Martinique Arrival Briefing
Best hotel values are the family-run "auberges."
Where To Go
When To Go
Where To Stay
What It Costs
What To Do
What To Pack
Flora & Fauna
Where to Stay: Prices are high, almost equal to what you would pay in Europe. Best values are the family-run "auberges" in the more remote and scenic northern parts of the island, where you'll also find the best hiking. One of the most convenient is Auberge de la Montagne Pelee, located at the foot of the volcano at Morne Rouge. It offers eight rooms and several bungalows with hot water, a real necessity at this high, cool altitude. Reservations should be made well before arrival: tel. 52-32-09. Another good bargain are the 200 "gites," furnished apartments, studios and rooms in private homes specifically designed for vacationers. Contact Gites de France, 596/73-67-92.
Camping: One of the relatively few islands where this activity is popular in the forests and on the beaches especially between June and September. For details contact the Office National des Forests (596/71-34-50, fax 596/68-47-43) Close to Fort-de-France at Anse a l'Ane is Le Nid Tropical (tel. 68-31-30, fax 68-47-43)campsite, which even rents tents, though you're welcome to bring your own. On the south coast is Vivre et Camper (tel. 76-95-52, fax 76-97-82) on the Pointe Marin beach in Ste-Anne. Also Tropicamp in Sainte-Luce (tel/fax 596/62-59-00).
Safety and Health Warning: The beautiful rivers naturally entice the weary walker to swim. Be very careful. Many rivers in Martinique are infested with parasites, especially the well-known bilharzia, which causes very serious problems. This is due to the insufficient sanitation control in rural areas. People pour waste buckets each night into the rivers. This perpetuates a condition already threatening to the population. Drink bottled or purified water.
Snakes & Other Venomous Creatures: The deadly fer-de-lance resides in Martinique . However, since it likes the warm coasts and you'll probably be spending most of your time in the cooler mountains, not to worry.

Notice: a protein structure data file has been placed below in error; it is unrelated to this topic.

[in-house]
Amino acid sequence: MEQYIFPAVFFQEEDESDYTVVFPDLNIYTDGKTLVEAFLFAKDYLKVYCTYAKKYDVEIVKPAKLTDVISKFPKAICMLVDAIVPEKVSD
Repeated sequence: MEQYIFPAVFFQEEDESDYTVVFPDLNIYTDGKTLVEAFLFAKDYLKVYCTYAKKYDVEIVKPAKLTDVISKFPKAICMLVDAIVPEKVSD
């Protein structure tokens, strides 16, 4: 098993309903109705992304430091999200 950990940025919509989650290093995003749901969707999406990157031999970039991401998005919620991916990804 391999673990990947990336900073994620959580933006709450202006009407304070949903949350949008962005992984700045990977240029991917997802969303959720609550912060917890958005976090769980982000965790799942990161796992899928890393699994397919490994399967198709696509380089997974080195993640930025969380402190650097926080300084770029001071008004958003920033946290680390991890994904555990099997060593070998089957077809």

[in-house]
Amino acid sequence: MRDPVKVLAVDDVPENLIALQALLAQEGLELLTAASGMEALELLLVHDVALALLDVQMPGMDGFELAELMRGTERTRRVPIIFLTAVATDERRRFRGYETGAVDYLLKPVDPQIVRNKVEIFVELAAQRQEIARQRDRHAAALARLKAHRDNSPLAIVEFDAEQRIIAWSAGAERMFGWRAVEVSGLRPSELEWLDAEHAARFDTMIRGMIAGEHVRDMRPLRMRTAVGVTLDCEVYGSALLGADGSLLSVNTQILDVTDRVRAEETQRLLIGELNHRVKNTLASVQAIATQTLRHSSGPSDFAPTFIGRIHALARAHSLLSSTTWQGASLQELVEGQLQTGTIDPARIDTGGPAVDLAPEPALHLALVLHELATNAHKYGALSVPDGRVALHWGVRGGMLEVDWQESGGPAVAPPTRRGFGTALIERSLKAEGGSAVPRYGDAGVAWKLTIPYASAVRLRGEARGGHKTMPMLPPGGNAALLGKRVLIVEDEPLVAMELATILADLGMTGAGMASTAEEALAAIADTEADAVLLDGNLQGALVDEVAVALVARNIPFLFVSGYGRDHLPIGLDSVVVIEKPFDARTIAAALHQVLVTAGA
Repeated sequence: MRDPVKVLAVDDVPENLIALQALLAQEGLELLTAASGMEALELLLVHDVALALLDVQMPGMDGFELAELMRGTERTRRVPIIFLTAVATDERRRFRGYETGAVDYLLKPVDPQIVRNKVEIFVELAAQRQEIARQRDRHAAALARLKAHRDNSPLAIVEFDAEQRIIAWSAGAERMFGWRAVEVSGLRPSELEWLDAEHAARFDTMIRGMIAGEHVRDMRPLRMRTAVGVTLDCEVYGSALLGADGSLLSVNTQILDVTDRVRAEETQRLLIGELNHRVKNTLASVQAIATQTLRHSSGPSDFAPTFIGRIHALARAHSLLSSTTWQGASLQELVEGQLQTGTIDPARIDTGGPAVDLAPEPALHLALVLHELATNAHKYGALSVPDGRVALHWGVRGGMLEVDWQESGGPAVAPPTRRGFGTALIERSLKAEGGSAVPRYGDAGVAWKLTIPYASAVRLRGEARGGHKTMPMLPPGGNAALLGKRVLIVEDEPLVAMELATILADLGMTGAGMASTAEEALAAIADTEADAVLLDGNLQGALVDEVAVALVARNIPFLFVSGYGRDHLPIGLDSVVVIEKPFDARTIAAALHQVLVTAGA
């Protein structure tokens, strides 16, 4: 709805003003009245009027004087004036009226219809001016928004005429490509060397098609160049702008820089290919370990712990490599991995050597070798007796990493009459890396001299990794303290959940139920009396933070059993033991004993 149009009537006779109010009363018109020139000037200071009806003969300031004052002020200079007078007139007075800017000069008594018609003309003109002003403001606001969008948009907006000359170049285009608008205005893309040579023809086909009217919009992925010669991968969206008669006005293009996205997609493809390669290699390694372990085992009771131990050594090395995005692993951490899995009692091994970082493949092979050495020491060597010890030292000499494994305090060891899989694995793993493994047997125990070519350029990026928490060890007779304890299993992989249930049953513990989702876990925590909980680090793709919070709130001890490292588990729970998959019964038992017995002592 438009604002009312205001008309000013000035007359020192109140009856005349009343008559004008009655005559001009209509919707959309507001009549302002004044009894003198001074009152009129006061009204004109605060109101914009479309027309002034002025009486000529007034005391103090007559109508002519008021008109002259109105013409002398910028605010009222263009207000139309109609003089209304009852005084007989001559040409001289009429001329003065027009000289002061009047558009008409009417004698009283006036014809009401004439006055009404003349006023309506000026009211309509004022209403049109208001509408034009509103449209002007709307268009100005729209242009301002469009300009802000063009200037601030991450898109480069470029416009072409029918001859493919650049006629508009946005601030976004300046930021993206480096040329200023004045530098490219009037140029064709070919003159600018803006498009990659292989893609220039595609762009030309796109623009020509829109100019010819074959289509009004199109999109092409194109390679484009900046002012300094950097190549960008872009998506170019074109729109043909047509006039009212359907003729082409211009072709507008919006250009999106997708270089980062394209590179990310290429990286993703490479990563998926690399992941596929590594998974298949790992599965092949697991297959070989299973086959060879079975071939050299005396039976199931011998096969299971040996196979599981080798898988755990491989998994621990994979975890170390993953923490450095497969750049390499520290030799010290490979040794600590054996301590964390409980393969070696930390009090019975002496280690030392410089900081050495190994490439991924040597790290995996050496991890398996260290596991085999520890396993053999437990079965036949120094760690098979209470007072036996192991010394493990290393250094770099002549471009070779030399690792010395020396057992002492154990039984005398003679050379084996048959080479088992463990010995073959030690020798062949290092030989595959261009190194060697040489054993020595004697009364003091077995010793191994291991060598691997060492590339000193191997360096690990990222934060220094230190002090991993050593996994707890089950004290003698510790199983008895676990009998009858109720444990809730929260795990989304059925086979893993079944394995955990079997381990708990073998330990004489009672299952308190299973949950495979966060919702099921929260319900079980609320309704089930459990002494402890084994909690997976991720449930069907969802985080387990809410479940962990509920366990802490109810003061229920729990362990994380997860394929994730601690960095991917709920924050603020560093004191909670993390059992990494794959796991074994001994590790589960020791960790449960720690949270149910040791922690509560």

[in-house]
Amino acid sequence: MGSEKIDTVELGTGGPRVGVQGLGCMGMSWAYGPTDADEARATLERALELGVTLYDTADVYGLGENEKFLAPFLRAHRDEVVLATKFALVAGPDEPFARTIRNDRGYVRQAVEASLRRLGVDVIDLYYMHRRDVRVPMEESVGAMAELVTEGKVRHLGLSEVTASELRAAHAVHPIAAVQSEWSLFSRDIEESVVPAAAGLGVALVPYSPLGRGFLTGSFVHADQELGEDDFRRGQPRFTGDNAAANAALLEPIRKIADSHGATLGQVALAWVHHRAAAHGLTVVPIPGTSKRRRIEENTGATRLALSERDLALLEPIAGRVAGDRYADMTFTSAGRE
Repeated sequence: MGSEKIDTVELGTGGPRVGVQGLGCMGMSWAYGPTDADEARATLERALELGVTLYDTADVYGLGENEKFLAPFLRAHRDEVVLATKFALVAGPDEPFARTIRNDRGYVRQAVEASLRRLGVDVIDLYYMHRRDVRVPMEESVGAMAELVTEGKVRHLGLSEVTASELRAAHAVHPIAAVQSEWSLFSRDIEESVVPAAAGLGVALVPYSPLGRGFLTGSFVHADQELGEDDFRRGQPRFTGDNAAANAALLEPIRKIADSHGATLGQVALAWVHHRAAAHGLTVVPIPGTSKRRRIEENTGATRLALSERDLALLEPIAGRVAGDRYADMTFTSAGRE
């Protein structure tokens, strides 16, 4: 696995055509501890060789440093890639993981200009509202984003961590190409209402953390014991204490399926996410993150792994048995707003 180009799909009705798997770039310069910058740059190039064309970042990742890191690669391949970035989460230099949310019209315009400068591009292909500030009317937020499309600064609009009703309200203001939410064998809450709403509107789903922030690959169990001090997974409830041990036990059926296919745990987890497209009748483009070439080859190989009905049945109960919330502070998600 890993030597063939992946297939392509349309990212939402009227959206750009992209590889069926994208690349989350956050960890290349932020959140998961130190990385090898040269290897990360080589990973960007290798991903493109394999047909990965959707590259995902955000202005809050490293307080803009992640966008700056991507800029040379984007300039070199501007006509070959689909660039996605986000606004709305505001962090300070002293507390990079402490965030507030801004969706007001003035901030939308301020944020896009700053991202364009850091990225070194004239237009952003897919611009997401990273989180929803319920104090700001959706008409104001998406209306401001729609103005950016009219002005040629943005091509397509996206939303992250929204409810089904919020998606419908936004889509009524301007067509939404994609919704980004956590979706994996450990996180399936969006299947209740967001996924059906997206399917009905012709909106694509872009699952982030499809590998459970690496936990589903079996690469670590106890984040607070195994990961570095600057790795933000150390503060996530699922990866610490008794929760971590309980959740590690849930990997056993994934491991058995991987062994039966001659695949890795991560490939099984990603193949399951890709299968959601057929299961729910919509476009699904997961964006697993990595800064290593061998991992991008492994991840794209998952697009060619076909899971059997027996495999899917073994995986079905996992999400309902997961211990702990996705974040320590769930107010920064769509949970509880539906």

Hiking & Walking Services: An excellent city walking tour is offered from the Savanne in Fort-de-France by an outfit called Azimut. The walks last about 1.5 hours, and the friendly, multi-lingual guides show you many aspects of Fort-de-France you would probably miss on your own. One of their stops is at a small cafe for a glass of cane juice. Talk about sugar overload! Call Azimut at 596/70-07-00.
Hiking should be arranged through the national park office, Parc Naturel Regional in Fort-de-France; 596/64-42-59 or 73-19-30. These tours are well organized, visit most of the popular sites and cost only about US$12 per person. Most people speak French, which is no problem since you have a competent guide to get you where you need to go.
Several tour operators also offer guided hikes. Caribtours (596/50-93-52) in Lamentin does half-day tours of the rain forest and volcano; Basalt in Bellefontaine (596/52-57-82) and Madinina Tours (596/70-65-25) in Fort-de-France provide similar trips. The Village des Z'Amandines in St-Marie (596/69-89-49) has weeklong packages that include 4 days of hiking.
If you speak French and want a private hike, you can usually arrange for a guide to climb Mount Pelee at Morne Rouge.
Additional Information: Web site: www.martinique.org.